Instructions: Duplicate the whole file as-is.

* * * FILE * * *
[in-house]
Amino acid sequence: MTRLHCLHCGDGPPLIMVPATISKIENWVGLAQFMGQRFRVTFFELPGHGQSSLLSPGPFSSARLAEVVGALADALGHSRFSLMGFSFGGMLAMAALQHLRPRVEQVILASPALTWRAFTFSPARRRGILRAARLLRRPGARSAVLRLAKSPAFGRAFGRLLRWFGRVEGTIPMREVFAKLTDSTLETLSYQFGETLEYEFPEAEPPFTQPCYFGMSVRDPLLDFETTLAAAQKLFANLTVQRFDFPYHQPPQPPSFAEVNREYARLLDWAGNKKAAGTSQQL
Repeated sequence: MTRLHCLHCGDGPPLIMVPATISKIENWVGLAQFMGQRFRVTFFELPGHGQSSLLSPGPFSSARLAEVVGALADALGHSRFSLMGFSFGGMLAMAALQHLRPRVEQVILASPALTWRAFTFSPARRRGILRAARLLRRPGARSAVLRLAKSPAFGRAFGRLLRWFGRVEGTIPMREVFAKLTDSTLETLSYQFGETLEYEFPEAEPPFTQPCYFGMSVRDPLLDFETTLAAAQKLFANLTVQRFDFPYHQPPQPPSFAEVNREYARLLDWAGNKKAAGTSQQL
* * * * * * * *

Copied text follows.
[in-house]
Amino acid sequence: MTRLHCLHCGDGPPLIMVPATISKIENWVGLAQFMGQRFRVTFFELPGHGQSSLLSPGPFSSARLAEVVGALADALGHSRFSLMGFSFGGMLAMAALQHLRPRVEQVILASPALTWRAFTFSPARRRGILRAARLLRRPGARSAVLRLAKSPAFGRAFGRLLRWFGRVEGTIPMREVFAKLTDSTLETLSYQFGETLEYEFPEAEPPFTQPCYFGMSVRDPLLDFETTLAAAQKLFANLTVQRFDFPYHQPPQPPSFAEVNREYARLLDWAGNKKAAGTSQQL
Repeated sequence: MTRLHCLHCGDGPPLIMVPATISKIENWVGLAQFMGQRFRVTFFELPGHGQSSLLSPGPFSSARLAEVVGALADALGHSRFSLMGFSFGGMLAMAALQHLRPRVEQVILASPALTWRAFTFSPARRRGILRAARLLRRPGARSAVLRLAKSPAFGRAFGRLLRWFGRVEGTIPMREVFAKLTDSTLETLSYQFGETLEYEFPEAEPPFTQPCYFGMSVRDPLLDFETTLAAAQKLFANLTVQRFDFPYHQPPQPPSFAEVNREYARLLDWAGNKKAAGTSQQL